Konstantinos Tselios


Konstantinos was born in Vayia, Greece, in 1994. He received the Diploma of Electrical and Computer Engineering from the University of Patras in 2018. Between 2018 and 2020, he studied at the Physics department of the National Technical University of Athens, where he received the Master's degree in Microsystems and Nanodevices. In February 2020, Konstantinos joined the Institute for Microelectronics, where he is currently working towards his doctoral degree, focusing on the characterization and modeling of charge trapping in low-noise silicon transistors.

Distribution of Step Heights of Defects in SiON Transistors

The reliable operation of transistors is seriously affected by electron and hole traps located inside the oxide and at the oxide/semiconductor interface. Each of the single defects can capture and emit a charge, alter the device's electrostatics and modify the device's behavior. Consequently, a drift of the threshold voltage of the transistor can be measured even when constant biases are applied. This reliability issue is typically referred to as bias temperature instability (BTI). Interestingly, when devices approach the nanoscale regime, the number of defects decreases, while the impact of each single defect increases. Because of this, the charge transition events of the defects become visible as discrete steps in the drain-source current of the devices, as can be seen in the recovery trace of Fig. 1 after positive BTI stress has been applied to an SiON nMOS transistor.

A statistical description is required to describe the overall contribution of electron and hole traps to nanoscale devices because of the variability observed between nominally identical devices. Therefore, the complementary cumulative distribution function (CCDF) of step heights for each device kind can be created and analyzed (see Fig. 2). The CCDF can be explained by bi-modal exponential distributions, that allow the extraction of the average impact of a single charge and the average number of defects per device. For the employed SiON technology, a uni-modal exponential distribution of step heights of single defects has been reported in the literature. However, our results clearly show that the step heights are more likely a bi-modal exponential distribution.

To verify our extracted distributions from measurement data, we use our BTI simulator, Comphy, to simulate measured MSM-traces, which can be seen in the top part of Fig. 3. An essential ingredient in our reliability simulator is the correct replication of the impact of the steps on the overall threshold voltage, which is given by our CCDFs. This allows precise simulation of the measurement data. Finally, it has to be noted that the shape of CCDF and the area dependence of the average impact of the defects on the behavior of the device cannot be fully explained by models proposed in the literature. Thus, further investigation is required in order to resolve this issue not only for SiON, but also for SiO2 transistor technologies.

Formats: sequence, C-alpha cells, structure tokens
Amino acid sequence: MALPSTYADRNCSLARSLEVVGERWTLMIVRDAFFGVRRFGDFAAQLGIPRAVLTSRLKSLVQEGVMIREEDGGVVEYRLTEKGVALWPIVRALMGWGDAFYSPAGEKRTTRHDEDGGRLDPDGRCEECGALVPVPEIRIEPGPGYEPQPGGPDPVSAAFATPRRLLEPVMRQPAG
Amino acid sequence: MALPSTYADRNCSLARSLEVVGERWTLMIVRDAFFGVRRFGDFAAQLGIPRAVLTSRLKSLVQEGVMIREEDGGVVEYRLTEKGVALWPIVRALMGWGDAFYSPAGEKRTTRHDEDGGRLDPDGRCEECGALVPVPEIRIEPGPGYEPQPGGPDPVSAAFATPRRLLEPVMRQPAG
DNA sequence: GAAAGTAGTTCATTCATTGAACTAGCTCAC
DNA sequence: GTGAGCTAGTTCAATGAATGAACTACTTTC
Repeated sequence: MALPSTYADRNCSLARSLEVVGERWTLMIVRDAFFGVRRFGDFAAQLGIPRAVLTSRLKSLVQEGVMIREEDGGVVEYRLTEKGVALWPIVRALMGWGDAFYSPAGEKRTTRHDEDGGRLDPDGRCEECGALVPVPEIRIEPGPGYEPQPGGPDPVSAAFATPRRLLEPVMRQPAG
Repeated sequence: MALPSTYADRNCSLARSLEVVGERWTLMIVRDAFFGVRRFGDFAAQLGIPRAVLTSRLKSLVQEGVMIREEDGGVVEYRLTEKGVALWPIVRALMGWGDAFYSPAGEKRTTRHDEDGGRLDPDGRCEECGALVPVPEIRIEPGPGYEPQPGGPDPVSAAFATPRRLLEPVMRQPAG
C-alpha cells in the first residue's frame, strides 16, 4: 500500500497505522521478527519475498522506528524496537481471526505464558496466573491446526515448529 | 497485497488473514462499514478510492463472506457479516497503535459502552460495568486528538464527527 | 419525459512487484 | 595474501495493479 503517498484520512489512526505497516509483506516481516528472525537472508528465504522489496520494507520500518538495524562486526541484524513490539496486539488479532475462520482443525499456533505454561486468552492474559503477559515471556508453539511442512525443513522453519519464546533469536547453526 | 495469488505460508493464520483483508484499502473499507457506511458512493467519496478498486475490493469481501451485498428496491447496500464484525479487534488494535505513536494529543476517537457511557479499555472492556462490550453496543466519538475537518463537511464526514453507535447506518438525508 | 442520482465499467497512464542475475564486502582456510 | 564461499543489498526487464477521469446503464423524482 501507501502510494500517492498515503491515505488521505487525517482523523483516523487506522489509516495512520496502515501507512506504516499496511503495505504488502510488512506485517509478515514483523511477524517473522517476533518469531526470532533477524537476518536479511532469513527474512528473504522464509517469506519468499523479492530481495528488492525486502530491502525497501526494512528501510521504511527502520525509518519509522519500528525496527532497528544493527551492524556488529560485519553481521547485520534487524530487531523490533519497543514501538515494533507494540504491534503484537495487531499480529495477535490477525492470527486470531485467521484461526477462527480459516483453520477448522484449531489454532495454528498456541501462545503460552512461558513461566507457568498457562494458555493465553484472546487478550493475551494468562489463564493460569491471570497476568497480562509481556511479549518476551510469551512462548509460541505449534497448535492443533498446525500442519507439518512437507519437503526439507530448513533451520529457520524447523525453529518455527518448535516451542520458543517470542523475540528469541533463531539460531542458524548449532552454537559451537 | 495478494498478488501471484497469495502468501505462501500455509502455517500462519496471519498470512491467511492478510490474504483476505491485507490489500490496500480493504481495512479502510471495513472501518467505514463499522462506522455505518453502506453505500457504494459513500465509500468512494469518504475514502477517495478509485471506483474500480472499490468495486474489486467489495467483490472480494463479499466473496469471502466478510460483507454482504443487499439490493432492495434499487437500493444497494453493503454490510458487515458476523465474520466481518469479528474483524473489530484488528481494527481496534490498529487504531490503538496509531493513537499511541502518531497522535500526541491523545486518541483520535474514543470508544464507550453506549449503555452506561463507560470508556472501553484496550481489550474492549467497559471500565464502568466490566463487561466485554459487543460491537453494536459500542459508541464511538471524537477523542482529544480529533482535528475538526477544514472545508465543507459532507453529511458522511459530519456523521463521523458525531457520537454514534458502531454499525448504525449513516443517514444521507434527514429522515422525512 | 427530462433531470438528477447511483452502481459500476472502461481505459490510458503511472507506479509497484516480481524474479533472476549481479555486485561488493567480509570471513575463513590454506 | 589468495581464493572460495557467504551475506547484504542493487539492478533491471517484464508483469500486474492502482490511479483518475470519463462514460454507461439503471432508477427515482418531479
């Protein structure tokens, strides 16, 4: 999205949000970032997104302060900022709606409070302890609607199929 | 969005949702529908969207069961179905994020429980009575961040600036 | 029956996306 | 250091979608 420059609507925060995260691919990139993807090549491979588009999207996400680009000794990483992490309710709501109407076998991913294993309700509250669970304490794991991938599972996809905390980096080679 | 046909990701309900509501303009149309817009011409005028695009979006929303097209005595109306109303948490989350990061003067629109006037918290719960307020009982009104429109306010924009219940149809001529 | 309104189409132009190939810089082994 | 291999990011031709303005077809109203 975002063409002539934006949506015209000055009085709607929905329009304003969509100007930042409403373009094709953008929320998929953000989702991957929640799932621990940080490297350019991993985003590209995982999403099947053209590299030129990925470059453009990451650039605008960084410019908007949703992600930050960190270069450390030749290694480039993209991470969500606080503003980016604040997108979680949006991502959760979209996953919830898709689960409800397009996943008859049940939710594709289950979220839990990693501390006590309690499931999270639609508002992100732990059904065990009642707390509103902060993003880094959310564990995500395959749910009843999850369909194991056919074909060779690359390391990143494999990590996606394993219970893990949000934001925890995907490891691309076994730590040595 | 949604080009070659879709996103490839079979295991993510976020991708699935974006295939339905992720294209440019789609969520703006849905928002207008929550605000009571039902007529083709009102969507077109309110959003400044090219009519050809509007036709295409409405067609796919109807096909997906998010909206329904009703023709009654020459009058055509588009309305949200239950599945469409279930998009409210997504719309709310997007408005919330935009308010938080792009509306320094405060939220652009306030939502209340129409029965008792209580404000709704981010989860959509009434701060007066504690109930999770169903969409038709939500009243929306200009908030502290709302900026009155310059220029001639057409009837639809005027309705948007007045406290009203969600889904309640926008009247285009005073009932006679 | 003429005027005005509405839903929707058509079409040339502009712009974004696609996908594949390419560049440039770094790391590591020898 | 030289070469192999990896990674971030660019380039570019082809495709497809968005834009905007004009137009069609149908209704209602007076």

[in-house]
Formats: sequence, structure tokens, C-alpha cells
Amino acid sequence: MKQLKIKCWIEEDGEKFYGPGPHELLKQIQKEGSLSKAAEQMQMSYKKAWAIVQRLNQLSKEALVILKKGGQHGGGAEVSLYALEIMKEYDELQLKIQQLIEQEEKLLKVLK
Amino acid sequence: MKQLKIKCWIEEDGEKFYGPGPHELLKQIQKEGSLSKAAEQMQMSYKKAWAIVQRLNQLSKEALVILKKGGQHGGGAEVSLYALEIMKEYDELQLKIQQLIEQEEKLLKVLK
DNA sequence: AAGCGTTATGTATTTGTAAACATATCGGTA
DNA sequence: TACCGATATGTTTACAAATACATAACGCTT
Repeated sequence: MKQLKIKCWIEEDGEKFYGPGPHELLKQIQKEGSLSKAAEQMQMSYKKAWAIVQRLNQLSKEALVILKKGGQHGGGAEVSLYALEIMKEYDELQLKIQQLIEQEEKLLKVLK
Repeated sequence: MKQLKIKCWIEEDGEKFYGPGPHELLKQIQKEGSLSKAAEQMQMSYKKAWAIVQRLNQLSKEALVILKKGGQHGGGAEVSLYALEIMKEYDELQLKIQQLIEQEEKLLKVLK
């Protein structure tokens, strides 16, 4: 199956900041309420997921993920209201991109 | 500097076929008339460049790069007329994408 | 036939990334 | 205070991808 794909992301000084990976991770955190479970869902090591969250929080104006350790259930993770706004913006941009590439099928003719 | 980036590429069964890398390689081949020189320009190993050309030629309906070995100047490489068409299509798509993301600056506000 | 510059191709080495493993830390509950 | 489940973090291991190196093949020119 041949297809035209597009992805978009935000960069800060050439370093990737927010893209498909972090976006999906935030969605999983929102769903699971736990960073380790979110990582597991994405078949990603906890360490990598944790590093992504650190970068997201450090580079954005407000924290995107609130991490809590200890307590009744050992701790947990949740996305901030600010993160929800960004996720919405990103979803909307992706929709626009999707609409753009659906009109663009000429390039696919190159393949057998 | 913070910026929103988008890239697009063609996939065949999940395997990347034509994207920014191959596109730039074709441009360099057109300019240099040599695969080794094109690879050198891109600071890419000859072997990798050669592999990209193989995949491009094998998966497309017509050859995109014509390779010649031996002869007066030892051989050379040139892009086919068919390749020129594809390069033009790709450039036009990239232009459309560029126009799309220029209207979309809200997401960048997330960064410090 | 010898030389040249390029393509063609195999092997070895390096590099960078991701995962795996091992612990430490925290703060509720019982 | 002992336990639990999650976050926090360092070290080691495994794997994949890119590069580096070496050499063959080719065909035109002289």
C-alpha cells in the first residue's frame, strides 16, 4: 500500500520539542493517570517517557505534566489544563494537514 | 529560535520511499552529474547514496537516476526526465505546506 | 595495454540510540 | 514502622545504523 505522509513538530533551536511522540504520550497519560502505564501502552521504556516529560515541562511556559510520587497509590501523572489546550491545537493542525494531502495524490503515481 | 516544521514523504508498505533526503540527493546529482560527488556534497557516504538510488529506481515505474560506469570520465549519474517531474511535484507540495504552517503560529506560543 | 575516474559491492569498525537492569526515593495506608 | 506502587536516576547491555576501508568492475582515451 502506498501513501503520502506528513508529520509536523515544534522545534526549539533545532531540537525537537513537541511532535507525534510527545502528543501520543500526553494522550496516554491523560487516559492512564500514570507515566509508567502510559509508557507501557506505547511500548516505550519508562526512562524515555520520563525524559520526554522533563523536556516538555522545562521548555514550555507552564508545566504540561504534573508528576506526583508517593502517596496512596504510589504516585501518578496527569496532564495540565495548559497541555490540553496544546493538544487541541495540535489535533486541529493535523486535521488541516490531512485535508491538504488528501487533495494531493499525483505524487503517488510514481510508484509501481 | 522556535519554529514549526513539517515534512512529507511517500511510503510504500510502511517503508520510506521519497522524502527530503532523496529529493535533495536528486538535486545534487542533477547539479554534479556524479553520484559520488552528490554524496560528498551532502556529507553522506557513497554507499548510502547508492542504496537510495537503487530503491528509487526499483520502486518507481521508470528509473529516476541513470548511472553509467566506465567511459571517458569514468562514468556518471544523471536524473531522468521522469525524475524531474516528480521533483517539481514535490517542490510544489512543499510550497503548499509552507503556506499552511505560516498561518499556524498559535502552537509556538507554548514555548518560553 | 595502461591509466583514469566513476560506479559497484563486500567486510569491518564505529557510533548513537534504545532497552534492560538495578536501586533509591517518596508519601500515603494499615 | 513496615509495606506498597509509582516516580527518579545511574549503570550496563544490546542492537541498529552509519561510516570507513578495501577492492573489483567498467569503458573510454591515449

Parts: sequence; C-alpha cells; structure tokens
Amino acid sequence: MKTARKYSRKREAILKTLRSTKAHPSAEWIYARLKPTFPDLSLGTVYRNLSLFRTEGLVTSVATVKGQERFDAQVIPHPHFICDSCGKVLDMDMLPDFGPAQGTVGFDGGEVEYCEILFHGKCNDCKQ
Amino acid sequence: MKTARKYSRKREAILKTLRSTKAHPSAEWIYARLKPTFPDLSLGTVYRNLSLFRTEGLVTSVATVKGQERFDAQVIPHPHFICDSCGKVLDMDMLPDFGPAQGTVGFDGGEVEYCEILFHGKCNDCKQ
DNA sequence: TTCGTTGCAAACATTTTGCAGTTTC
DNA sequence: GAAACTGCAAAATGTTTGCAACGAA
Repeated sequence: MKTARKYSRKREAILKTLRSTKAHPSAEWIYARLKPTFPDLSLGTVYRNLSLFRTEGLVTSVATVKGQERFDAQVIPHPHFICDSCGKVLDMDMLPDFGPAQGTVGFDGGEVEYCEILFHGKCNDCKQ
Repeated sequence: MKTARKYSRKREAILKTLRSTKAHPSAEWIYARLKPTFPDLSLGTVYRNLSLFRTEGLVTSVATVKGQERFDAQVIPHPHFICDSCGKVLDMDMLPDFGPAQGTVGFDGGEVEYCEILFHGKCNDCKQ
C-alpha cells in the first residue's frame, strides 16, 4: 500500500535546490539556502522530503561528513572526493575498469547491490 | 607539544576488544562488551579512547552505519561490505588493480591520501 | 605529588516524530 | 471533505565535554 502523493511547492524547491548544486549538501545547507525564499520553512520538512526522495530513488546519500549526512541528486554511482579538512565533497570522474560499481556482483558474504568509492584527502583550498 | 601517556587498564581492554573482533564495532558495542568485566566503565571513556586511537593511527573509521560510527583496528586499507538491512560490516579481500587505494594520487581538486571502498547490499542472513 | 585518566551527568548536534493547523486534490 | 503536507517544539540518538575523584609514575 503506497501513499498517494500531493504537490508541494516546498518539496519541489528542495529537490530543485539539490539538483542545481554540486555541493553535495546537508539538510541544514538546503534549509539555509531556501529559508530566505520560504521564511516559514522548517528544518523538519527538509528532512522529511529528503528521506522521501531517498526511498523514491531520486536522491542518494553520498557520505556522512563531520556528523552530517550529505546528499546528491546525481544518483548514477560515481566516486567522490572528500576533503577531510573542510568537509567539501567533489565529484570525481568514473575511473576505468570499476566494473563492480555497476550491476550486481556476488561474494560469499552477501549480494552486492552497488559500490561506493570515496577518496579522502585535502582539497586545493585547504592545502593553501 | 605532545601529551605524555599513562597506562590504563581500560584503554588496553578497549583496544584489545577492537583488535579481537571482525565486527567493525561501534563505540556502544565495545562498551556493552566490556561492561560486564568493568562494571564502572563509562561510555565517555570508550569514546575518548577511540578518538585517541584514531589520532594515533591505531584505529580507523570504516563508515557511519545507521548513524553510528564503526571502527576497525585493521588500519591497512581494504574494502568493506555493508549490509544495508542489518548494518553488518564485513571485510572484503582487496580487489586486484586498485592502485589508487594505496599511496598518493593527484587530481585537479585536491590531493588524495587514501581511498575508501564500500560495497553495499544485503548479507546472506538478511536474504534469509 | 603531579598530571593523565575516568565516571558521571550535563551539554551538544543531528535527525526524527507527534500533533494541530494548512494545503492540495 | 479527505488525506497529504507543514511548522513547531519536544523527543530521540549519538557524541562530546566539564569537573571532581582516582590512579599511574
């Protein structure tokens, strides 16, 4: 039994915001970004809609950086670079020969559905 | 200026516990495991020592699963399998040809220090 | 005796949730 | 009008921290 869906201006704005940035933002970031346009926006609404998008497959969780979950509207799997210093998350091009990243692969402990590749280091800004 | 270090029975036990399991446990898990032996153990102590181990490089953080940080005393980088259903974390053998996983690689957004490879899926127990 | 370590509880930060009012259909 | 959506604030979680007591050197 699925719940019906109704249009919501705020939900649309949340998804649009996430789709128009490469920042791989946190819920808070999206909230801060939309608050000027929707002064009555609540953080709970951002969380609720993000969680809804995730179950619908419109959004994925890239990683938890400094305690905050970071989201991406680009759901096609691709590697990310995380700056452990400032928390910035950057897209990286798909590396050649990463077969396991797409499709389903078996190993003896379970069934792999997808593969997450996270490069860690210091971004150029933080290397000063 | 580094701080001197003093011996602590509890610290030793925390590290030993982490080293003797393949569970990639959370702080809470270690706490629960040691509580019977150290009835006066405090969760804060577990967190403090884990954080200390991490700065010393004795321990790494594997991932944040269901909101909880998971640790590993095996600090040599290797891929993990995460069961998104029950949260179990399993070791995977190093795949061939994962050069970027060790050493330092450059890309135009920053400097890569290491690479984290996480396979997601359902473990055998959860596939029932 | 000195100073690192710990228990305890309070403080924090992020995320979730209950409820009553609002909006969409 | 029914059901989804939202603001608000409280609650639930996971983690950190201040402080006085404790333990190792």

Fig. 1: Selected recovery traces showing the drift of the threshold voltage after PBTI stress, measured using scaled SiON nMOS transistors. The recovery proceeds in discrete steps in these devices. Electron (blue) and hole (red) emission events can be observed as negative and positive discrete steps in the (ΔVth) behavior.

Fig. 2: Distribution of step heights measured from SiON nMOS transistors after PBTI stress for three device sets with different geometries. The majority of the observed traps are electron traps (left), but a certain number of hole traps (right) can be observed, too. The behavior of electron traps follows a bi-modal exponential distribution, while for the holes, a uni-modal exponential behavior can be observed.

Fig. 3: In the top figure, MSM measurements (dots) at T = 100°C under three different stress conditions are shown. The lines are simulated with the BTI simulator Comphy averaged for 100 sets of sampled step heights, η, using extracted CCDFs. The regions marked grey are shown in more detail in the two bottom figures. Every light line represents a BTI simulation with a sampled set of step heights, the solid line is the average of all performed simulations.